Hey Big Daddy,
So, I was listening to the governor’s speech this week, and he seems really angry about this Waste Management Board. What is the Waste Management Board, and why is he so upset about it?
In its own words, the Integrated Waste Management Board “provides grants and loans to help California cities, counties, businesses, and organizations meet the State’s waste reduction, reuse, and recycling goals.” That’s the political-speak version. In the real world, it’s something closer to The Artist Formerly Known As Prince. Follow me on this one, it’ll make sense. I promise. Maybe. Remember back in the go-go 90s when Prince changed his name to that symbol thing-a-ma-bob? Well, that’s essentially what the waste board is to Gov. Schwarzenegger – a symbol that, in the real world, doesn’t really mean a damn thing.
The waste board has become a resting place for former legislators of all political stripes – usually ones who were willing to buck party leaders to give the governor a key vote on a bill, budget or some other such thing.
The governor knows this. Even when he appointed Carole Migden, Sheila Kuehl and John Laird to the board, he knew it. But now, like one of those Terminator movies (T2, maybe?) Arnold is now railing against the machine he helped create.
See, eliminating the waste board would be a small gesture – a sacrificial lambchop to the people of California as they have their safety net ripped apart at the seams this summer. Sure, you may not be able to get food stamps or health care for your children, but hey, at least John Laird will be unemployed. Doesn’t that make you feel better already?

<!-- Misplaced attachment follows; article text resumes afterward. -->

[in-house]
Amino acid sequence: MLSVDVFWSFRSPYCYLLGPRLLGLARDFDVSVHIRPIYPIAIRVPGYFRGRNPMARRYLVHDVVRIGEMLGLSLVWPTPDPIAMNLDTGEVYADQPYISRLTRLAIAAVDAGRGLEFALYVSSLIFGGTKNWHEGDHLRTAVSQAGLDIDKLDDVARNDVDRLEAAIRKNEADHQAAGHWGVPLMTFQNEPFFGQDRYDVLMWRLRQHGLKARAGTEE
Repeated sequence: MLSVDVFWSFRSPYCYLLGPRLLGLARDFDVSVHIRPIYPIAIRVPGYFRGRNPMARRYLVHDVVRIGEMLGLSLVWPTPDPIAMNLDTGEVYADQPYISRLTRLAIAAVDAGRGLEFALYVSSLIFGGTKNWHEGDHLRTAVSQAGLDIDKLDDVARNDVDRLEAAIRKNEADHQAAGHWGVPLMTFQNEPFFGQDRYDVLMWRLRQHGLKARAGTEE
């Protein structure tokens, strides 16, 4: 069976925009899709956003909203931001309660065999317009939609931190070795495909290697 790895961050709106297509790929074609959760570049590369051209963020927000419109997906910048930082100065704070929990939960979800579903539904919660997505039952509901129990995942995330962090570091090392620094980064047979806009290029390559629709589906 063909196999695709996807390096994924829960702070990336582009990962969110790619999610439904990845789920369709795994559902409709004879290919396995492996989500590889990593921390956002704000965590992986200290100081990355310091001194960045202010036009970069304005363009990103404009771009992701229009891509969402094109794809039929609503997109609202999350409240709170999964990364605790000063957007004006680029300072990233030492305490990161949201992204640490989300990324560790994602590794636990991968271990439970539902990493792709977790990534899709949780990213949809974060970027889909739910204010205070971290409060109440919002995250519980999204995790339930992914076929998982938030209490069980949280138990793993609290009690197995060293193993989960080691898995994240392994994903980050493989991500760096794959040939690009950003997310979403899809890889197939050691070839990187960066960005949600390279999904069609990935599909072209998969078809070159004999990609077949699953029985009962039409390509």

The governor’s logic is not wrong here. These types of ritual sacrifices are necessary in the world of politics and political symbols. That’s why the recent Assembly staff pay raises got such a visceral reaction from the press corps – we want our politicians to at least pretend to practice what they preach.
But in the real world, much like that little ankh-like thingy, it doesn’t mean much. Anyone who’s heard any of the public comment, or spent any time listening to folks lobbying the Capitol this week knows that. I don’t usually like to get on my high horse in this column, but hey, it’s Belmont Weekend, and the thoroughbred is here in the stable, so I’m going to endulge myself.
We are on the brink of cutting social services to the people that need them most in a deep and profound way. We’re talking about cuts to people who rely on the state not just for their livelihoods, but for their actual lives.
Children are going to go without medical care, thousands will be dumped from other forms of public assistance. Colleges will become more expensive, less accessible and offer less.
So, sure, I get it. Talking about the waste management board is important, to a degree. But let’s not take our eye off of what really matters.